Kathy Fang is one busy woman. She’s chef and co-owner of one of the San Francisco’s most popular Chinese eateries, Fang, an exercise fanatic, blogger, wife, and daughter. And in the Chinese restaurant scene, she is royalty. Her dad, Peter Fang, is the founder, chef, and owner of House of Nanking, a beloved North Beach joint that serves sensational Cantonese cuisine. Fang is also a budding food television star. She’s competed on a number of Food Network culinary battles like Cutthroat Kitchen and Guy’s Grocery Games and she won the Chopped Chinese New Year-themed episode. In honor of the holiday, which begins this Saturday, we reached out to Fang to see what a day of her busy life consists of. Here’s what the stylish and fit chef was up to one day earlier this month.
8:00 a.m. My alarm goes off and I wake up and get ready for the gym. I usually drink a small cup of hot water while I get ready to warm up my body. I either eat a tablespoon of Earth Balance Protein Peanut Butter or a few slices of Applegate Turkey Deli Meat, so I have something really small in my stomach before I work out. I’m one of those people who can’t work out on a completely empty stomach.
9:00 a.m. Workout session begins at Crunch Fitness. I have a personal trainer two times a week who switches my workouts from boxing to circuit training. I’ve been working out at this gym for the last seven years, and ever since I opened Fang I have not broken from my routine.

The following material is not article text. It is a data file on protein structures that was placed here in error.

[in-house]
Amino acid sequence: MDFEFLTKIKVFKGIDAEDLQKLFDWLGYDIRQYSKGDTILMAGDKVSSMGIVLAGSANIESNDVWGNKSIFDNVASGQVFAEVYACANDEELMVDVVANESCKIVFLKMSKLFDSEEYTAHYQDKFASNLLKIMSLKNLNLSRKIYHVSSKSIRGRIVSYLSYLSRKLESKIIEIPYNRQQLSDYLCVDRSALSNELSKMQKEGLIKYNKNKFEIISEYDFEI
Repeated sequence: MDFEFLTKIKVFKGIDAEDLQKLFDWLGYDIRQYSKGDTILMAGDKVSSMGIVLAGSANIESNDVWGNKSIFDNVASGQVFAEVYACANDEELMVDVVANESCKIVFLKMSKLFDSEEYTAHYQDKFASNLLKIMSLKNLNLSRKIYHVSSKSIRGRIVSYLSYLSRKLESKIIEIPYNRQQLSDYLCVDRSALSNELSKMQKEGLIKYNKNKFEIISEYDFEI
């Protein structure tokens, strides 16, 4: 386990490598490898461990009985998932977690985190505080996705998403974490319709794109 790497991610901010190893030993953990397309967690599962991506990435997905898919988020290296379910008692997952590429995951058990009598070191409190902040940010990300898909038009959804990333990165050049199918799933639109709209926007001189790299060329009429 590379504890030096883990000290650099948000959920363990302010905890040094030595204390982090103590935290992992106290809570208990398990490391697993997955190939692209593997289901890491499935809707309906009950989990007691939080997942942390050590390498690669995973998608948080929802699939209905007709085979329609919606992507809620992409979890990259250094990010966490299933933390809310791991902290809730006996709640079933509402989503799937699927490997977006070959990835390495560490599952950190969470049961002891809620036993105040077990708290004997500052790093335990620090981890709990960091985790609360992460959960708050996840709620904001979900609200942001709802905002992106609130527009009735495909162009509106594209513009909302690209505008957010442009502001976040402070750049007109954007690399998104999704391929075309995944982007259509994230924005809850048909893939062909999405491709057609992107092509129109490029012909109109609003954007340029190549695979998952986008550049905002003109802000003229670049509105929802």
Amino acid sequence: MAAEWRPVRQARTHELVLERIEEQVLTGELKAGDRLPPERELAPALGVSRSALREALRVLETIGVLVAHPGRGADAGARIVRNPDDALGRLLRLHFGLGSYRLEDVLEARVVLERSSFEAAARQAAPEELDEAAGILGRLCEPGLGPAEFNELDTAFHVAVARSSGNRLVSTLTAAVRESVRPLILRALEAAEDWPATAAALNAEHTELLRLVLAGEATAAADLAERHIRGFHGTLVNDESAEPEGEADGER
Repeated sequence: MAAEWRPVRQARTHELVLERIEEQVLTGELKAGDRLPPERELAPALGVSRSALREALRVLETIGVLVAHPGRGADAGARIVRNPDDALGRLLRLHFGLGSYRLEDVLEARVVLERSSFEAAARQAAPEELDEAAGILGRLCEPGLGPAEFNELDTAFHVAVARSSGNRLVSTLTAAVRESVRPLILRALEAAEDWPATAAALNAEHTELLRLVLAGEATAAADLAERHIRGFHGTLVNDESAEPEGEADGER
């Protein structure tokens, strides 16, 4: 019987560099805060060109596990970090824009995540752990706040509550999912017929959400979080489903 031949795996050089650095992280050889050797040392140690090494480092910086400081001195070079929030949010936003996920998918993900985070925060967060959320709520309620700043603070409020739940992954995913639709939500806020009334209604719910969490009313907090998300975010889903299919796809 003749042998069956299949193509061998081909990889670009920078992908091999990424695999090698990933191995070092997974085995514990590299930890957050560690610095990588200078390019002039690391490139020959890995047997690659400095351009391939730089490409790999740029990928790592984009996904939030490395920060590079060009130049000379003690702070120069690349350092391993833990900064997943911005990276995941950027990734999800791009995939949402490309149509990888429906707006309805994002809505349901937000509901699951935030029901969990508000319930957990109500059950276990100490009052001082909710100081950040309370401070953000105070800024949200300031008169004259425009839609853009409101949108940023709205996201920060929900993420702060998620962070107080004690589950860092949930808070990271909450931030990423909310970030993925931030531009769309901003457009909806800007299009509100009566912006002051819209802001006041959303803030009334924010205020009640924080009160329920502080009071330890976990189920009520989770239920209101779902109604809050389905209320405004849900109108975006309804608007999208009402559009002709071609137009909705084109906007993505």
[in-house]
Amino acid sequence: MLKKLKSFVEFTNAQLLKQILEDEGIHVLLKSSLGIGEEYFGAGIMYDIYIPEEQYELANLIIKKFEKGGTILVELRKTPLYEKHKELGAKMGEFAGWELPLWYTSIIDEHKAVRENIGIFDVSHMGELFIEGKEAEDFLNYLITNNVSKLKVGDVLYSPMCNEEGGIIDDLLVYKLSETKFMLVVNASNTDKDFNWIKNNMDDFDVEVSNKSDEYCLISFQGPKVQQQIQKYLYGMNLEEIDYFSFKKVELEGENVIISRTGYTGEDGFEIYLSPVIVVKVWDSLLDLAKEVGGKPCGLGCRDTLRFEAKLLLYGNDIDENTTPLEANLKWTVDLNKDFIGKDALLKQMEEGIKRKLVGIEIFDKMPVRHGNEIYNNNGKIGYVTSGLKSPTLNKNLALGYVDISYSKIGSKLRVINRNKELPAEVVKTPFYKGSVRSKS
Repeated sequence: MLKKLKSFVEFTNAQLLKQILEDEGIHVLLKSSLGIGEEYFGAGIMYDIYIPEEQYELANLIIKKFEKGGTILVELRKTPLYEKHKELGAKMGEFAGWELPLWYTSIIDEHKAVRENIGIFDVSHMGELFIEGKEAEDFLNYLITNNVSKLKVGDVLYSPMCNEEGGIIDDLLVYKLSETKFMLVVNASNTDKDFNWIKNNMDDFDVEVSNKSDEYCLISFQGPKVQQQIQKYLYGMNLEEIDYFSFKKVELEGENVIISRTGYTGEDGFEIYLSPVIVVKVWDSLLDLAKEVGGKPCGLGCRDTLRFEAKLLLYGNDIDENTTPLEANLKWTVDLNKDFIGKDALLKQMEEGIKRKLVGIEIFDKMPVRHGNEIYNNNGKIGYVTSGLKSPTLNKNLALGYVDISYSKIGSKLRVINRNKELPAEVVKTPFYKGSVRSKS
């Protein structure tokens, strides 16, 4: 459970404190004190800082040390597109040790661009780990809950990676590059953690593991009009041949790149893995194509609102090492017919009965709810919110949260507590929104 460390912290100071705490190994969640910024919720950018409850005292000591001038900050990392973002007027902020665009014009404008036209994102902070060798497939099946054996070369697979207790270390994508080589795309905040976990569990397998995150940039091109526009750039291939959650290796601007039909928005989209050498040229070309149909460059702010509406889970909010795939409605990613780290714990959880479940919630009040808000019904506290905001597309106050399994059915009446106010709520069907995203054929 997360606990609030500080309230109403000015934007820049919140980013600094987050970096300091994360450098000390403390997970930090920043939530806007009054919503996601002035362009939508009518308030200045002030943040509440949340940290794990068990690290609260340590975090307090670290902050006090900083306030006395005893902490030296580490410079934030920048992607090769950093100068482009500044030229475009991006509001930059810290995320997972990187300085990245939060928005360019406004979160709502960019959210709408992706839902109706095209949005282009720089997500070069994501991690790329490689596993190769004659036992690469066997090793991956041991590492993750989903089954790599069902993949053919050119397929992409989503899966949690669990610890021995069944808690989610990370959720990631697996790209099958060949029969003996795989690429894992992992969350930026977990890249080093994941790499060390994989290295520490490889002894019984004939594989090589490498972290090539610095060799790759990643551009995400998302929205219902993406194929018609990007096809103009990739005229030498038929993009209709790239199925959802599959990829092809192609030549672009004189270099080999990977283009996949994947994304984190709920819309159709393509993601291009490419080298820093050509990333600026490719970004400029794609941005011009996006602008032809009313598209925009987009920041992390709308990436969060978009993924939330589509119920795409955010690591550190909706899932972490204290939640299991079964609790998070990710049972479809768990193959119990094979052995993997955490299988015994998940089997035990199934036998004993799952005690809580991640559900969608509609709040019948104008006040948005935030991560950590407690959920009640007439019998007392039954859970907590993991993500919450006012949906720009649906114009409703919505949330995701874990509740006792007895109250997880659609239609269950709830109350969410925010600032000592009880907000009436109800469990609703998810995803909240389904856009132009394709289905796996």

10:00 a.m. Once I finish my workout, I grab an Americano with soy foam from Peet’s Coffee, the closest coffee shop to my home. At home, I change and make breakfast. Breakfast usually consists of eggs made with vegetables or lean proteins, sometimes a protein shake made with raw meal protein powder along with a scoop of pure hydrolyzed collagen peptide powder, and on cold days, I drink soup. Yes, as odd as that sounds to have soup for breakfast, I love it because I’m a soup nut. I usually make soup for the entire week (it takes about two to three hours) which is normally a clear broth made from homemade chicken or pork stock with organic veggies and proteins. I always make Cantonese-style soups which the Chinese call tonics. It’s all about nourishment and balancing your yin and yang. I learned how to make soup from my mom and I like keeping up with the tradition. It’s become a ritual for me.
11:00 a.m. I arrive at my restaurant, Fang, and check on reservations for the day. I setup and start working lunch service. I work both the front and back of the house. I cook on extremely busy days to help out the kitchen line and work the front of house to interact with customers.
2:00 p.m. After lunch service I meet with my manager to go over any catering or deliveries scheduled for the week and we rundown the upcoming events we are catering.